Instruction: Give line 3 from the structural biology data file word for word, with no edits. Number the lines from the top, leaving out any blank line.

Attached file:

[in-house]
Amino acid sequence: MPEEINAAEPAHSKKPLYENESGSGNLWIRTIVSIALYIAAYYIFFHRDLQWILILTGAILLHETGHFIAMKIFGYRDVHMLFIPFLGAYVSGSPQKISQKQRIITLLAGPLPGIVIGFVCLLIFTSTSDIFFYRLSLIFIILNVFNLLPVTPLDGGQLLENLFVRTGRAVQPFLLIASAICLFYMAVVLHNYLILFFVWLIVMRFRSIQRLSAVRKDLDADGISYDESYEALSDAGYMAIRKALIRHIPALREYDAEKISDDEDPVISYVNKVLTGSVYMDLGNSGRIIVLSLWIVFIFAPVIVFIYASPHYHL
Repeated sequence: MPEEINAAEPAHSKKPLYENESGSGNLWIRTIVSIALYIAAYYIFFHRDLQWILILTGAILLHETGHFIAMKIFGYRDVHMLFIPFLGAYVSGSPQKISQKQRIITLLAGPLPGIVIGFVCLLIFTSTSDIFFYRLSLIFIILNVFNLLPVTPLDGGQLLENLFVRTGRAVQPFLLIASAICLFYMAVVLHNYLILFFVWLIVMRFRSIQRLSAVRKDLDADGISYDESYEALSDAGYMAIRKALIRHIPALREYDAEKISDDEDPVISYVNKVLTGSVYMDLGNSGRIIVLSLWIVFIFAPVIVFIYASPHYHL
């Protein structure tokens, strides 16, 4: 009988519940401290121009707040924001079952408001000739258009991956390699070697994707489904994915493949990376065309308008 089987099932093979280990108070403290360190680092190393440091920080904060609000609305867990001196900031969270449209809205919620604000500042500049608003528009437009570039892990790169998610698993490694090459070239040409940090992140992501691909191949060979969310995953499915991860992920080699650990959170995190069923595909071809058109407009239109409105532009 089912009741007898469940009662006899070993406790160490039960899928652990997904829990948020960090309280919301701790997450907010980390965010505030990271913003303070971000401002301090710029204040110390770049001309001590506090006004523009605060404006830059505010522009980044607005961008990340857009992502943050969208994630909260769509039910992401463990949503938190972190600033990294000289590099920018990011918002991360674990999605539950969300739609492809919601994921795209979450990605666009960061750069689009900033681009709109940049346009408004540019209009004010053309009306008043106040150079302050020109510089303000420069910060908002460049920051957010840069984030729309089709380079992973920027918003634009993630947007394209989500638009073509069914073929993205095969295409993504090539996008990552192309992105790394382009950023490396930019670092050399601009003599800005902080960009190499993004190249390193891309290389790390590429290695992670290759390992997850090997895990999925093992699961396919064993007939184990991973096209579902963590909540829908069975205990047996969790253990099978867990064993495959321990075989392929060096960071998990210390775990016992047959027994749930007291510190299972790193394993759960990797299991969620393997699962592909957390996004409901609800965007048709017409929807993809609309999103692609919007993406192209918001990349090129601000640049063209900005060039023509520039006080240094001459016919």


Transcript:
Repeated sequence: MPEEINAAEPAHSKKPLYENESGSGNLWIRTIVSIALYIAAYYIFFHRDLQWILILTGAILLHETGHFIAMKIFGYRDVHMLFIPFLGAYVSGSPQKISQKQRIITLLAGPLPGIVIGFVCLLIFTSTSDIFFYRLSLIFIILNVFNLLPVTPLDGGQLLENLFVRTGRAVQPFLLIASAICLFYMAVVLHNYLILFFVWLIVMRFRSIQRLSAVRKDLDADGISYDESYEALSDAGYMAIRKALIRHIPALREYDAEKISDDEDPVISYVNKVLTGSVYMDLGNSGRIIVLSLWIVFIFAPVIVFIYASPHYHL